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Social Sciences

Action ready climate knowledge to improve disaster risk management for small holder farmers in the Philippines

Project Code: ASEM/2014/051
Budget:
A$1,854,222
Research Program Manager: Dr. Jayne Curnow
Project Leader: Dr. Peter Hayman - South Australian Research and Development Institute
Duration:
AUG 2015
2020
JUN 2020
Project Status: Legally Committed/Active
Map
map_asem-2014-051
Key partners
Charles Sturt University
Department of Agriculture
Philippine Atomospheric, Geophysical and Astronomical Services Administration
Philippine Institute for Development Studies
University of the Philippines at Los Banos
DOCUMENTS

Overview

This project is improving the value of information flows between the Philippines’ meteorological agency PAGASA and key decision-makers involved in managing climate and weather risk of smallholder farmers. 

Smallholder farmers in the Philippines have always been vulnerable to extreme weather events and year-to-year climate variability, for various reasons.

The country’s national framework strategy for climate change adaptation and disaster risk reduction (DRR) envisions a climate risk-resilient Philippines with healthy, safe, prosperous and self-reliant communities, and thriving and productive ecosystems.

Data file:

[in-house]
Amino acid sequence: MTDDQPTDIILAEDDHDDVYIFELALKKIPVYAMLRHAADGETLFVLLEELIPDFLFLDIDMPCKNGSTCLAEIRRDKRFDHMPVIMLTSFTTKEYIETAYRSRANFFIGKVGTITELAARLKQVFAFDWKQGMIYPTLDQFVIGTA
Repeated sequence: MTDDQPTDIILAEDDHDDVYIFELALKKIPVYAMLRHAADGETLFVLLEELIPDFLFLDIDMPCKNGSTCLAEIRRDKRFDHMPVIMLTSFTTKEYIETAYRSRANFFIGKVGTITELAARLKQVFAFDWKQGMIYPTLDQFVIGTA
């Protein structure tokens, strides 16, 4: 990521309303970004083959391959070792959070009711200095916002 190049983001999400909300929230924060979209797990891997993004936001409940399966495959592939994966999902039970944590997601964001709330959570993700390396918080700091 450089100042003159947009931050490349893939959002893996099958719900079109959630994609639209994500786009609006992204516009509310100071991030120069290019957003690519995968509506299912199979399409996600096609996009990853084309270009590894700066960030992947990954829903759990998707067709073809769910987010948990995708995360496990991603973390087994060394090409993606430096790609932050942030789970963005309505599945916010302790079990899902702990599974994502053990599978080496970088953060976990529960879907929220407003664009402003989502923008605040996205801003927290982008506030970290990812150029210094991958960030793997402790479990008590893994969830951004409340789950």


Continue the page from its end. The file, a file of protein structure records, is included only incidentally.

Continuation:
There is growing interest in understanding how agricultural development can draw on lessons from DRR to minimise climate-related damage and build more climate-resilient farming systems. 

The country’s meteorological agency, PAGASA, has the international support and internal skills and resources to provide an expanding set of weather and climate information. The challenge is to improve the use and usefulness of this information by smallholder farmers. 

The project is using applied socio-economics to understand the decision-making context; establish the potential value of information; observe the barriers to use of information; and research ways to improve communication and use. 

Expected project outcomes

  • Greater capacity of smallholder farmers to use climate information to manage weather and climate risks to improve their livelihoods.
  • Potential economic returns given the: considerable climate risks in Philippine agriculture; information from climate science; resources with valuable local knowledge of farming systems that can use climate information; frameworks to link climate science to decision-making that could improve the management of climate risks, reduce poverty for smallholder farmers and increase returns.
  • Agricultural development assisted by more stable decision-making, helping to reduce poverty and stimulate economic growth.
  • Viable rural livelihoods reducing some of the pressure and problems of rapid urbanisation.